With many corporate defined benefit (DB) plans now closed, frozen or terminated, many of those same plan sponsors may have leftover—i.e. "orphaned"—nonqualified defined benefit supplemental executive retirement plans (SERPs). These nonqualified DB SERPs, which were put in place for the company's executives and typically mirror the benefits of the qualified DB pension plan, are now also likely closed and/or frozen. However, nonqualified DB SERPs are not easily terminated. Pacific Life's Russ Proctor and Marty Menin spoke to PLANSPONSOR about a solution for sponsors of nonqualified DB SERPs—a solution that can help plan sponsors stabilize their balance sheets and solve the investment and mortality risk associated with these nonqualified plan liabilities.
PS: The trend for corporations who have qualified defined benefit pension plans is to de-risk those plans. How does this affect a plan sponsor that also has a related nonqualified DB plan for its executives?
Menin: Those plan sponsors that have closed or frozen their qualified DB plans likely took similar steps for their nonqualified plans. Many plan sponsors may not realize that they can't easily terminate those nonqualified defined benefit SERPs. If they were to terminate them, they have to be very careful to avoid triggering constructive receipt for the executives. This could create negative financial results for both the company and the executives under Internal Revenue Code (IRC) Section 409(A).
PS: So, if a plan sponsor has taken some action to de-risk its qualified DB plan, how does it also de-risk the nonqualified DB SERP?
Proctor: The good news is that one of the same solutions used to solve the qualified defined benefit risk can also be used for nonqualified DB SERPs. Our Pacific Secured Buy-In® solution is an asset that's designed to be owned by the corporation or a rabbi trust to de-risk the nonqualified DB SERP liability. With the Buy-In, Pacific Life makes a bulk payment each month to the company or rabbi trust in the exact amount that is needed for the company to make the individual payments directly to the executives.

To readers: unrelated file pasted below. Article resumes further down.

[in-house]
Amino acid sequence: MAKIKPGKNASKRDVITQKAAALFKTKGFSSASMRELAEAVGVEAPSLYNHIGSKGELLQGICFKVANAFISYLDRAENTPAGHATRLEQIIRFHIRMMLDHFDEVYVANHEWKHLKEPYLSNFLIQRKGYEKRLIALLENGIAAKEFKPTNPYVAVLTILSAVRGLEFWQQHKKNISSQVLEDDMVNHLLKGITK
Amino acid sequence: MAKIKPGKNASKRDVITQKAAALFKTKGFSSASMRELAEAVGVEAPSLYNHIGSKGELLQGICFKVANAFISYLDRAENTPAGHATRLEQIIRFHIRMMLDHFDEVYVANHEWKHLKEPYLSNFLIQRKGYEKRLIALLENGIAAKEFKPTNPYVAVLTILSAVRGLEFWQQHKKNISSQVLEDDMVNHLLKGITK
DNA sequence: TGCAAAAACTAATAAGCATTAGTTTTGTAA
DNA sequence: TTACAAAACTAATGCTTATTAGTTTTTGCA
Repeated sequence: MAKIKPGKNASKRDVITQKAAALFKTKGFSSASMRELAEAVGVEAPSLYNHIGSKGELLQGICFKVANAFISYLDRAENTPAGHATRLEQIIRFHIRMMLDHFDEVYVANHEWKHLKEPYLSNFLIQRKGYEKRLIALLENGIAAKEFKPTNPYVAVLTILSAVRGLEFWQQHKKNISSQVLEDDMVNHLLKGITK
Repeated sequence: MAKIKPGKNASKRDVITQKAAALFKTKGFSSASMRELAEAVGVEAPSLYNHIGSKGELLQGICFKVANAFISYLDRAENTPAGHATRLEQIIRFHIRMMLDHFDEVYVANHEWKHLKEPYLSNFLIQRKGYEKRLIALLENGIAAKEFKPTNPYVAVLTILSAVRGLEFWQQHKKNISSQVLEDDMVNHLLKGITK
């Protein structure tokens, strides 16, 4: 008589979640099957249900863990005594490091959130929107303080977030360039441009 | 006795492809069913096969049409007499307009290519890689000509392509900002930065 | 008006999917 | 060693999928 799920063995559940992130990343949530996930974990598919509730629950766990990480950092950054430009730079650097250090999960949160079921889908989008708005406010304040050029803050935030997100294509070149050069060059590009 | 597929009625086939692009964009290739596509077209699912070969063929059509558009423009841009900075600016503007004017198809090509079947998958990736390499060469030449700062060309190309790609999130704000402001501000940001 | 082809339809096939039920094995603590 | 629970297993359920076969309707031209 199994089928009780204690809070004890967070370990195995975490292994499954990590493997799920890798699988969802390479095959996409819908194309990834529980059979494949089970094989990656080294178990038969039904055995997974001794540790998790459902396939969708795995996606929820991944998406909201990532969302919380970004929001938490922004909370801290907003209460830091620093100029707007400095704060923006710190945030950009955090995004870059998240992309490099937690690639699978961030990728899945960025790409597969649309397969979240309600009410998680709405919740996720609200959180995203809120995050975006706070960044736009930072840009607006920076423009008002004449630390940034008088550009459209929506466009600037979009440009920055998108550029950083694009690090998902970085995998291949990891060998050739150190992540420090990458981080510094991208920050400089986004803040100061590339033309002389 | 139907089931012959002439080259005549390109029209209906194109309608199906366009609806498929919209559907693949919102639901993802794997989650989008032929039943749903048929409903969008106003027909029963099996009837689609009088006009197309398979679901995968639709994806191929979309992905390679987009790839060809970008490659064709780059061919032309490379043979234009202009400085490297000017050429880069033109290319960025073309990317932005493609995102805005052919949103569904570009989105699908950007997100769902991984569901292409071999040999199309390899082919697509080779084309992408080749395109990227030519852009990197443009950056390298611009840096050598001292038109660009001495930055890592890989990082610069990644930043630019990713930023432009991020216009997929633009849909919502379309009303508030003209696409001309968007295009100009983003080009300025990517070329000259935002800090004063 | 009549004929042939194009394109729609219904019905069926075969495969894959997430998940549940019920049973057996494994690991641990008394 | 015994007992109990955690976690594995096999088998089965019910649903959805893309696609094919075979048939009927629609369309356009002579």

PS: You're suggesting that a plan sponsor use a Buy-In annuity for its DB SERP liabilities. Could a sponsor use a Buy-Out and be done with it?
Menin: The problem with using a Buy-Out annuity contract is that once the insurance carrier issues an annuity certificate to the executive and starts paying the executive directly, then the executive is in constructive receipt of the full present value of the benefit stream.
PS: Clearly the Buy-In is a better solution. Are there other advantages to using a Buy-In contract as a solution for managing DB SERP risk?
Proctor: One of the main advantages of the Pacific Secured Buy-In annuity is that the plan sponsor would then have an asset to match the liability. The Buy-In asset value and the DB SERP liability on the plan sponsor's balance sheet will move in parallel for the retired participants in the DB SERP covered by the Buy-In annuity contract. This Buy-In solution has not been available to plan sponsors in the past; it's really only recently that it has begun being used for nonqualified plans.
PS: You emphasized that the Buy-In contract would cover all of the "retired" participants in the DB SERP, why is that so important?
Menin: As with most nonqualified plans, there are subtle tax issues that a plan sponsor needs to remember. The Buy-In contract is structured as a corporate-owned annuity that would be held as an asset of the corporation or as an asset of a grantor rabbi trust. That's the key, because under IRC Section 72(u), a corporate-owned annuity is potentially taxable on the "income in the contract." The good news is that an immediate annuity is generally exempt from that same taxation. Retired DB SERP participants are receiving annuity payments now, so those would be considered immediate annuities, thus exempt from that Section 72(u) tax rule.